Methadone Maintenance Can Help Opiate Addicts
> 7/2/2008 1:48:00 PM


Methadone maintenance treatment, or MMT, is a commonly used course of treatment that has been proven effective for those addicted to heroin and other opiate-derived narcotics (a class recently expanded to include man-made analgesics such as oxycontin and oxycodone). The ultimate goal of this type of treatment is to gradually wean patients off these drugs altogether, which usually happens through a course of methadone maintenance in conjunction with traditional therapy, attendance at 12-step program meetings, prescribing of other medications, or some combination thereof.

Methadone is a synthetic narcotic medication that minimizes the severe pains of craving and withdrawal common to all who have grown dependent on heroin It works through a process of approximation.

The hormonal flood created by heroin use is so dramatic that users go through severe withdrawal due to the near-total dopamine void formed in the drug’s absence. Methadone works by satiating the brain’s opioid center, but it does not provide the high associated with heroin and other opiates because its primary elements bond to receptors that prohibit the release of glutamate, the neurotransmitter most responsible for exciting the central nervous system. In summary, it affects the body in a manner much like heroin while blocking the transmitters that facilitate the initial high and subsequent tolerance for the drug. A patient medicated with methadone is both shielded from severe withdrawal symptoms and unable to achieve the familiar state of intoxication from true opiate abuse. With time, doses can be reduced without inducing withdrawal.

Despite its proven effectiveness, methadone is in no way a benign substance. Consider:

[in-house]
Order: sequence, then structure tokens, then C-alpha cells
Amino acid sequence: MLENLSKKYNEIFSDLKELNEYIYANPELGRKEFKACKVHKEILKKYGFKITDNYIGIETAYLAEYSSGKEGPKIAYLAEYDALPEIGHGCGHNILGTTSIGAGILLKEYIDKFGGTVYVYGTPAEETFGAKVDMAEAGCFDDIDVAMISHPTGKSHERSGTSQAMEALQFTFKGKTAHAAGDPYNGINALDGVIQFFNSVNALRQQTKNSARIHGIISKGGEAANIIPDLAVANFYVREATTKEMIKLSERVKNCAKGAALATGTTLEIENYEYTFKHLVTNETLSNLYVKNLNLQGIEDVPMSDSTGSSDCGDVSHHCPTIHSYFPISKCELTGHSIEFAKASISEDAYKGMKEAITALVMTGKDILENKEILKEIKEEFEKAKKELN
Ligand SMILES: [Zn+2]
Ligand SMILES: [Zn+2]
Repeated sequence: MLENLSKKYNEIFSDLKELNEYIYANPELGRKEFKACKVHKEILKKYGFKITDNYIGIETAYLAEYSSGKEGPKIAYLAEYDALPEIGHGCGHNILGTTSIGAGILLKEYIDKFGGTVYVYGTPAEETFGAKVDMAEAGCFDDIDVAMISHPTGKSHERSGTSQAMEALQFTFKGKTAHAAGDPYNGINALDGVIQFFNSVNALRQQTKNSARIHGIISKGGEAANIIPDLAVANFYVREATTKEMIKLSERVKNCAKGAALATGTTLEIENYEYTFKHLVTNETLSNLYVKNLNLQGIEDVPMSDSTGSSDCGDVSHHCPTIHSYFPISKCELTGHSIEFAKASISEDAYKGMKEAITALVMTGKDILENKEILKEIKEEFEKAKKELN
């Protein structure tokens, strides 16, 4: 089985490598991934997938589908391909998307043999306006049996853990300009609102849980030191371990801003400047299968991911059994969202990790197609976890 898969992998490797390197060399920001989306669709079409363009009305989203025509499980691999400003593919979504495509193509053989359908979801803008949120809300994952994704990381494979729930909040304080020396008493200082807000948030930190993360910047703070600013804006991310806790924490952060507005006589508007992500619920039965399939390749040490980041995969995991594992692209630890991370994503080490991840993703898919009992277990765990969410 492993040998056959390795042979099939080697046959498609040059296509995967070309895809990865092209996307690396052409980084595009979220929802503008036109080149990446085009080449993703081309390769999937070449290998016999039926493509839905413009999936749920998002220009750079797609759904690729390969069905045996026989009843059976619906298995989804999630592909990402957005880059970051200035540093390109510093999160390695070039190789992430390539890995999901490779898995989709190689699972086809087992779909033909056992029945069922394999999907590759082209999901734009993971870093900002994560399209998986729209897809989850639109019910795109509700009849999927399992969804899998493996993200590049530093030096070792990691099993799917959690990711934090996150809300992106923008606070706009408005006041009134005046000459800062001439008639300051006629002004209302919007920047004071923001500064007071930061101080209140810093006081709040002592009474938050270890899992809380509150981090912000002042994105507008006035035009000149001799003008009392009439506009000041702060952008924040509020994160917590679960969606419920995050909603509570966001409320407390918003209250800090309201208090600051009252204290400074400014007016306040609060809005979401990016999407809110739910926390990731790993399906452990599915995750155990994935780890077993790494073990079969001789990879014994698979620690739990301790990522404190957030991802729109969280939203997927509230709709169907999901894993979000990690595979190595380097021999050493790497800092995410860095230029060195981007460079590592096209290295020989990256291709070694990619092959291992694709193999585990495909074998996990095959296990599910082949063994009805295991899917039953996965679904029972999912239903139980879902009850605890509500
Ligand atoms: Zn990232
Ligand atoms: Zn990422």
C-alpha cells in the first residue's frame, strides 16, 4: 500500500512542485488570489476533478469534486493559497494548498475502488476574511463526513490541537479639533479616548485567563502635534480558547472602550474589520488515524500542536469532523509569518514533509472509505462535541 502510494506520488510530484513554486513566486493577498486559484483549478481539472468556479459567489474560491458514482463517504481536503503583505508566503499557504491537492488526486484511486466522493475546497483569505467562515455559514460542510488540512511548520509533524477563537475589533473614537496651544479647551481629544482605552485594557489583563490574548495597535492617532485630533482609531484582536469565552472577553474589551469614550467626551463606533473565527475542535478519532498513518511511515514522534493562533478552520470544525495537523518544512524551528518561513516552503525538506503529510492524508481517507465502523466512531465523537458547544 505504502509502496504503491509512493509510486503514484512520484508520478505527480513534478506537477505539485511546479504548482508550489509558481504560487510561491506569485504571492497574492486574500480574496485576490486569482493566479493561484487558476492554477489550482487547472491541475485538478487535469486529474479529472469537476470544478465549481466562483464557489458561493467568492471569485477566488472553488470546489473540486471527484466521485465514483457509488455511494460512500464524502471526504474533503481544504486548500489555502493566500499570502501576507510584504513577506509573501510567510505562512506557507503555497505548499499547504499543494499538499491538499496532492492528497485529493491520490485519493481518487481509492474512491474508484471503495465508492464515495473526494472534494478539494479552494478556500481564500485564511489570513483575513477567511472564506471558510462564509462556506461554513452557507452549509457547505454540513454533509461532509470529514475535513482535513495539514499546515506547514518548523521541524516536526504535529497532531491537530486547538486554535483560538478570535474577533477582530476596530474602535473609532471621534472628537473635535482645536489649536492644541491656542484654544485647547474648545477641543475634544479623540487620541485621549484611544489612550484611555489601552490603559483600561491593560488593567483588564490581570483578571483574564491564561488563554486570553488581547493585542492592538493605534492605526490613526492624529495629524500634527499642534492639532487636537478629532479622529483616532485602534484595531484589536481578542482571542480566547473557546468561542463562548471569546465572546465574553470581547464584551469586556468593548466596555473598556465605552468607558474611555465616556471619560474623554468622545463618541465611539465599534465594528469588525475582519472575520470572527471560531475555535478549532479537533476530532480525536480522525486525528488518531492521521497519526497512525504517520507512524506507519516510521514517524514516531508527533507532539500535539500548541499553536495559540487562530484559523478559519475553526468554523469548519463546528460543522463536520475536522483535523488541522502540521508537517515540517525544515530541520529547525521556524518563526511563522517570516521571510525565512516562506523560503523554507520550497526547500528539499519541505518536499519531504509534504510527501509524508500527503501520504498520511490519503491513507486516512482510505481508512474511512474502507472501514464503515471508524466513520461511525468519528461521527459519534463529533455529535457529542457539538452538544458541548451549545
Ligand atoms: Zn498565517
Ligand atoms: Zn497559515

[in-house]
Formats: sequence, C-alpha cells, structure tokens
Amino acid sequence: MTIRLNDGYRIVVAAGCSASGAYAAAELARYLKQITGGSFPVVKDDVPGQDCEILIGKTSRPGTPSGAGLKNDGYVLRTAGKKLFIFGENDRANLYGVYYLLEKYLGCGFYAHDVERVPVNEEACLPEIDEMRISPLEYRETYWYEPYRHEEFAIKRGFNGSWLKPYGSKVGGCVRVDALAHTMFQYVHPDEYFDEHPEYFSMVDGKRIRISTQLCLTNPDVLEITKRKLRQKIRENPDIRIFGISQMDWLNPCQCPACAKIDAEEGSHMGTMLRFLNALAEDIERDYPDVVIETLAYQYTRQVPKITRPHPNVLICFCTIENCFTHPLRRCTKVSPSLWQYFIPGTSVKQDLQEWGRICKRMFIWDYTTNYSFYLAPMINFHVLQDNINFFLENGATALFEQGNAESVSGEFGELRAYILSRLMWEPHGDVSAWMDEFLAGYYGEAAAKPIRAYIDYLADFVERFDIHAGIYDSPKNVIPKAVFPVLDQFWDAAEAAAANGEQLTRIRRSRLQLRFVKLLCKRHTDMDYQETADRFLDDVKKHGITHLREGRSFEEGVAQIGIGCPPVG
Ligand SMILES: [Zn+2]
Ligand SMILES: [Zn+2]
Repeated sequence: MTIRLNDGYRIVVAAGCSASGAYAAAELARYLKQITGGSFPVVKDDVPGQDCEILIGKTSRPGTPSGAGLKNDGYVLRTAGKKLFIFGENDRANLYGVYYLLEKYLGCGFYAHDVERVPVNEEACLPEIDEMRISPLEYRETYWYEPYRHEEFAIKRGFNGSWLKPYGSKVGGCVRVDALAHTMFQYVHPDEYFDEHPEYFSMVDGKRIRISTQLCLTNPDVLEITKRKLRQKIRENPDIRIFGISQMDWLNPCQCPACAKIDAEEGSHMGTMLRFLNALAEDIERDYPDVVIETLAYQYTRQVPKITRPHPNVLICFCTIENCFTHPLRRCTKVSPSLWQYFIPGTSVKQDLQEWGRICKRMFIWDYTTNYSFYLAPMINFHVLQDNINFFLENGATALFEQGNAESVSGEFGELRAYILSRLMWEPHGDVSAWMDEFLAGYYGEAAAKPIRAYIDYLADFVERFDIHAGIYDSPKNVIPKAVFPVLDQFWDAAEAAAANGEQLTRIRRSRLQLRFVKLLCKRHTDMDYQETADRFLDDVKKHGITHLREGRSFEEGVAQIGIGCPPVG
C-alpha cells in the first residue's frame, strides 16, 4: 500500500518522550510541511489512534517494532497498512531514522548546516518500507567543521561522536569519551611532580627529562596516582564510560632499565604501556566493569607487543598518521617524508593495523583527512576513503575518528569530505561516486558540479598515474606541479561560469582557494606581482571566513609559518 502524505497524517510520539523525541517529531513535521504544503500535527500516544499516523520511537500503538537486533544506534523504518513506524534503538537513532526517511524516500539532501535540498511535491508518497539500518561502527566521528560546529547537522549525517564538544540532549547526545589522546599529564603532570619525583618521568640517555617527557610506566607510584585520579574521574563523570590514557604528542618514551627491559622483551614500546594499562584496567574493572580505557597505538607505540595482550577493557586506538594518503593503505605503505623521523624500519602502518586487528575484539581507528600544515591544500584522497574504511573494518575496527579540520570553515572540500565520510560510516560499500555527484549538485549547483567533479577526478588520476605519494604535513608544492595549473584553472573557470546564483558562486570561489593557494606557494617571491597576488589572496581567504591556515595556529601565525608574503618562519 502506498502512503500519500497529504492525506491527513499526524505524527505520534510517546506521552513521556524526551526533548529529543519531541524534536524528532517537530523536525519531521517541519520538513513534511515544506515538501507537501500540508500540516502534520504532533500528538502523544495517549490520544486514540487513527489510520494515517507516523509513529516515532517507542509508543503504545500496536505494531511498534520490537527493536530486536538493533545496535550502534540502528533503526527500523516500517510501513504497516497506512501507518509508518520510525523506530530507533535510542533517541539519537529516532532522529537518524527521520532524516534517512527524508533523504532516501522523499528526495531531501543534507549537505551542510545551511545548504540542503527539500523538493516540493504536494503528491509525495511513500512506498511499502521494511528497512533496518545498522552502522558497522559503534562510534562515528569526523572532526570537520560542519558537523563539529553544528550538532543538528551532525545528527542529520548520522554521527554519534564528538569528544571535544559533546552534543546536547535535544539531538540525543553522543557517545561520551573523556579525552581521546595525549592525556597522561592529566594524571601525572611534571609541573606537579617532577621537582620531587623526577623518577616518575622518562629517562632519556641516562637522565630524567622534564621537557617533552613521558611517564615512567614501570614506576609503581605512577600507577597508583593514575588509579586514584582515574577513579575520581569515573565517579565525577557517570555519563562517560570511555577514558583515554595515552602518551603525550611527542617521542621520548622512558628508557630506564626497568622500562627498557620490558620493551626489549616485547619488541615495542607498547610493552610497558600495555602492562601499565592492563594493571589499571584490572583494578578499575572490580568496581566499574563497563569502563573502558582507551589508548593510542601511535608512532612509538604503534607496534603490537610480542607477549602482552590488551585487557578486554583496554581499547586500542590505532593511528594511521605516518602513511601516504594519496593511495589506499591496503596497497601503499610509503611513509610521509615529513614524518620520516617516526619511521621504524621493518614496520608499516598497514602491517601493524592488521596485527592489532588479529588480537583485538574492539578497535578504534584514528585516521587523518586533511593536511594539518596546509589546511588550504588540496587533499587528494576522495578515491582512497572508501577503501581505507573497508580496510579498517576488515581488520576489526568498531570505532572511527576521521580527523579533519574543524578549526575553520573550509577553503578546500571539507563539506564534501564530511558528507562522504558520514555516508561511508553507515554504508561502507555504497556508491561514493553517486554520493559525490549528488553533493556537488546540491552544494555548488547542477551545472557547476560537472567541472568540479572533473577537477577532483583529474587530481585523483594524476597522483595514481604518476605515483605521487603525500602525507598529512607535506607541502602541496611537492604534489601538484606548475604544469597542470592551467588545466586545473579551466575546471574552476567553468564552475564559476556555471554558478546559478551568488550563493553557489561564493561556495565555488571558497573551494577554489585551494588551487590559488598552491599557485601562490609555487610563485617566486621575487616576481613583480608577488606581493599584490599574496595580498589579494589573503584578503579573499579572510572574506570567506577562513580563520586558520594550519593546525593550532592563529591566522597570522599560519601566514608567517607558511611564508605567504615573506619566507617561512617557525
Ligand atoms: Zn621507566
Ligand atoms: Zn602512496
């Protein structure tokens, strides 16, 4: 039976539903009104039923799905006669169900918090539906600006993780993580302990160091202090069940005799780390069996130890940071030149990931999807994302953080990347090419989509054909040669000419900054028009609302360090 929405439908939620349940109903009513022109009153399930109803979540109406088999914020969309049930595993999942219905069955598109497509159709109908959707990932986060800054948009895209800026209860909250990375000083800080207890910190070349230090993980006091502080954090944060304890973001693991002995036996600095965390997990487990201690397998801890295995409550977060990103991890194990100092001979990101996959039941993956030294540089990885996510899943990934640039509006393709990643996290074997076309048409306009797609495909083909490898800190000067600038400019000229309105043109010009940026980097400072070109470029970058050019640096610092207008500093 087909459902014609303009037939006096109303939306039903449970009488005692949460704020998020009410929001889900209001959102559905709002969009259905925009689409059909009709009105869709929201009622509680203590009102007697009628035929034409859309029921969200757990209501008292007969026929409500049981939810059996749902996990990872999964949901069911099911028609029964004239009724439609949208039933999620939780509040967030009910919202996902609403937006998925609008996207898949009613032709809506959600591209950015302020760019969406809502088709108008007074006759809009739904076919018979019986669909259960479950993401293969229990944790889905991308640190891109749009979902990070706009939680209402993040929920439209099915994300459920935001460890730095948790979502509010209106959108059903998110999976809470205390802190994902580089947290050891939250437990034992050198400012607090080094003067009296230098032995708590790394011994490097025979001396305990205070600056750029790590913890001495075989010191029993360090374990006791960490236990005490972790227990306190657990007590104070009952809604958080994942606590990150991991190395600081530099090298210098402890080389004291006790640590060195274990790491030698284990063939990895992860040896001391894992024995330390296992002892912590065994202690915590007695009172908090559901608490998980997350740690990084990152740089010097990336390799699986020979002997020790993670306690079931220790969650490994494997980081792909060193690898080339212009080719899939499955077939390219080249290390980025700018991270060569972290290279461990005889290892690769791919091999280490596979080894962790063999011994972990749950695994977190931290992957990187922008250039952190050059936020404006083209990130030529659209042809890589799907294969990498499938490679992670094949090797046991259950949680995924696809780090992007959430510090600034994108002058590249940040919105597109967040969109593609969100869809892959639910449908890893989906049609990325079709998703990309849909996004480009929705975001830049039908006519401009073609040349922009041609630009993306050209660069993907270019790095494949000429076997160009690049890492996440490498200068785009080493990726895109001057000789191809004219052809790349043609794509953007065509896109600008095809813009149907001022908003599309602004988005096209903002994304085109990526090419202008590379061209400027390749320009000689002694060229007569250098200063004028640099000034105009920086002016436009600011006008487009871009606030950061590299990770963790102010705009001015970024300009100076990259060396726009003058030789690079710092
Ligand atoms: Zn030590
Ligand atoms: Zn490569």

• It may prove fatal when consumed in large quantities or combined with benzodiazepines.
  • Opiate-free individuals will become intoxicated if they ingest it, and its side effects resemble those created by heroin and related drugs.
  • Methadone withdrawal is also just as real as that associated with the drugs themselves, but because it dulls the severity of adverse symptoms and remains in the body far longer than heroin or other opiates, patients can be supplied with increasingly smaller doses for periods of months or even years until their dependence has been eliminated.

For these reasons it is only appropriate for the treatment of longtime opiate users and is only available at specific locations with a prescription.

Alternatives to methadone also exist. Buprenorphine, initially marketed as a painkiller for cancer patients, is a partial opioid antagonist that was also approved for use as an opioid addiction medication in 2002 and is currently marketed as Subutex or Suboxone. When bonding to related receptors, the substance is only partially activated, meaning that buprenorphine is ultimately easier to quit than methadone due to its longer half-life and milder withdrawal symptoms. This diminished potency also leaves it less conducive to recreational use and, in its Suboxone form, it contains doses of anti-overdose drug Naloxone to prevent intravenous use.

Unfortunately, buprenorphine is a good deal more expensive than methadone, and opiate addicts who switch from methadone to buprenorphine may suffer withdrawal because the latter is not strong enough to satisfy their dependencies. The benefits of each drug must be weighed by physician and patient before any treatment decisions are made.

MMT alone does not constitute sufficient treatment for the opiate-dependent patient. He or she must be carefully monitored and, in most cases, will benefit from psychotherapy or additional medication to counter the anxieties and lifestyle challenges that accompany the recovery process. Many patients attending methadone clinics are provided with on-site psychological consultation; such treatment is compulsory in some states.

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